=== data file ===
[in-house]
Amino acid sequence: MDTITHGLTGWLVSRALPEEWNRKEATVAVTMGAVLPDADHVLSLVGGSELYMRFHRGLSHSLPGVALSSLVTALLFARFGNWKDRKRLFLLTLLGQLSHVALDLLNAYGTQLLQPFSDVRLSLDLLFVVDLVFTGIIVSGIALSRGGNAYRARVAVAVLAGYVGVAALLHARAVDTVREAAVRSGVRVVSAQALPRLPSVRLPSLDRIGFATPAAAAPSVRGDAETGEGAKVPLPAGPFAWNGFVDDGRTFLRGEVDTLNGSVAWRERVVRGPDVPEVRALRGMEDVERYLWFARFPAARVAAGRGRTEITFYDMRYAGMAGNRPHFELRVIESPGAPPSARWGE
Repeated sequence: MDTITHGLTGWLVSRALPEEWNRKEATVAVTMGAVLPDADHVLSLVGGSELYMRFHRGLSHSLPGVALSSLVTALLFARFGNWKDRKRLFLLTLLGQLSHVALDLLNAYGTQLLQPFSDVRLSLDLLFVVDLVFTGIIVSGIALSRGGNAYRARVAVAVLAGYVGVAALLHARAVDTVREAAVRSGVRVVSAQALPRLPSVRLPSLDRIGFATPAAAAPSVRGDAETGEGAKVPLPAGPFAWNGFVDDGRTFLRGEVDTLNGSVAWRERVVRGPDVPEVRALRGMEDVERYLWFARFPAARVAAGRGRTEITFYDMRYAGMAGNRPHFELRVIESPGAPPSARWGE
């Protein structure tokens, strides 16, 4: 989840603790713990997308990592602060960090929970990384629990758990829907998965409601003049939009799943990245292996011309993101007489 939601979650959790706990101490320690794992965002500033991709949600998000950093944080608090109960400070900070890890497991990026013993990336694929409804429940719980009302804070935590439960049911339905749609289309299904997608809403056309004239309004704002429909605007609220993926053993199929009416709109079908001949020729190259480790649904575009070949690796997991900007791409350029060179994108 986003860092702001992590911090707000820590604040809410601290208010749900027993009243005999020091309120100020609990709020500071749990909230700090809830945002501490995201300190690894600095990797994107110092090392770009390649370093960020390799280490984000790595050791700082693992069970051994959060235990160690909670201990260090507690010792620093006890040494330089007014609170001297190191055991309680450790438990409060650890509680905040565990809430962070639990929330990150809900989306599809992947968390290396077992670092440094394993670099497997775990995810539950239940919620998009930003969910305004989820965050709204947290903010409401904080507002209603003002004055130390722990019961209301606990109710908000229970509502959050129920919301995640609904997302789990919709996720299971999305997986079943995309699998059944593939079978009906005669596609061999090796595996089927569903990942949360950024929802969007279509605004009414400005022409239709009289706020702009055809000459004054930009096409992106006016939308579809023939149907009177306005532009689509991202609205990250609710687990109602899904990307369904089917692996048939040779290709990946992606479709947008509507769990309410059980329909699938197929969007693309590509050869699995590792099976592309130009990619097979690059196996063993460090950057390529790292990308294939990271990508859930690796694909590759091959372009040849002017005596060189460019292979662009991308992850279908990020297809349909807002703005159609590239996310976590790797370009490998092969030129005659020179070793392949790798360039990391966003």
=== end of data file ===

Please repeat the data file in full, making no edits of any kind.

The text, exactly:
[in-house]
Amino acid sequence: MDTITHGLTGWLVSRALPEEWNRKEATVAVTMGAVLPDADHVLSLVGGSELYMRFHRGLSHSLPGVALSSLVTALLFARFGNWKDRKRLFLLTLLGQLSHVALDLLNAYGTQLLQPFSDVRLSLDLLFVVDLVFTGIIVSGIALSRGGNAYRARVAVAVLAGYVGVAALLHARAVDTVREAAVRSGVRVVSAQALPRLPSVRLPSLDRIGFATPAAAAPSVRGDAETGEGAKVPLPAGPFAWNGFVDDGRTFLRGEVDTLNGSVAWRERVVRGPDVPEVRALRGMEDVERYLWFARFPAARVAAGRGRTEITFYDMRYAGMAGNRPHFELRVIESPGAPPSARWGE
Repeated sequence: MDTITHGLTGWLVSRALPEEWNRKEATVAVTMGAVLPDADHVLSLVGGSELYMRFHRGLSHSLPGVALSSLVTALLFARFGNWKDRKRLFLLTLLGQLSHVALDLLNAYGTQLLQPFSDVRLSLDLLFVVDLVFTGIIVSGIALSRGGNAYRARVAVAVLAGYVGVAALLHARAVDTVREAAVRSGVRVVSAQALPRLPSVRLPSLDRIGFATPAAAAPSVRGDAETGEGAKVPLPAGPFAWNGFVDDGRTFLRGEVDTLNGSVAWRERVVRGPDVPEVRALRGMEDVERYLWFARFPAARVAAGRGRTEITFYDMRYAGMAGNRPHFELRVIESPGAPPSARWGE
């Protein structure tokens, strides 16, 4: 989840603790713990997308990592602060960090929970990384629990758990829907998965409601003049939009799943990245292996011309993101007489 939601979650959790706990101490320690794992965002500033991709949600998000950093944080608090109960400070900070890890497991990026013993990336694929409804429940719980009302804070935590439960049911339905749609289309299904997608809403056309004239309004704002429909605007609220993926053993199929009416709109079908001949020729190259480790649904575009070949690796997991900007791409350029060179994108 986003860092702001992590911090707000820590604040809410601290208010749900027993009243005999020091309120100020609990709020500071749990909230700090809830945002501490995201300190690894600095990797994107110092090392770009390649370093960020390799280490984000790595050791700082693992069970051994959060235990160690909670201990260090507690010792620093006890040494330089007014609170001297190191055991309680450790438990409060650890509680905040565990809430962070639990929330990150809900989306599809992947968390290396077992670092440094394993670099497997775990995810539950239940919620998009930003969910305004989820965050709204947290903010409401904080507002209603003002004055130390722990019961209301606990109710908000229970509502959050129920919301995640609904997302789990919709996720299971999305997986079943995309699998059944593939079978009906005669596609061999090796595996089927569903990942949360950024929802969007279509605004009414400005022409239709009289706020702009055809000459004054930009096409992106006016939308579809023939149907009177306005532009689509991202609205990250609710687990109602899904990307369904089917692996048939040779290709990946992606479709947008509507769990309410059980329909699938197929969007693309590509050869699995590792099976592309130009990619097979690059196996063993460090950057390529790292990308294939990271990508859930690796694909590759091959372009040849002017005596060189460019292979662009991308992850279908990020297809349909807002703005159609590239996310976590790797370009490998092969030129005659020179070793392949790798360039990391966003």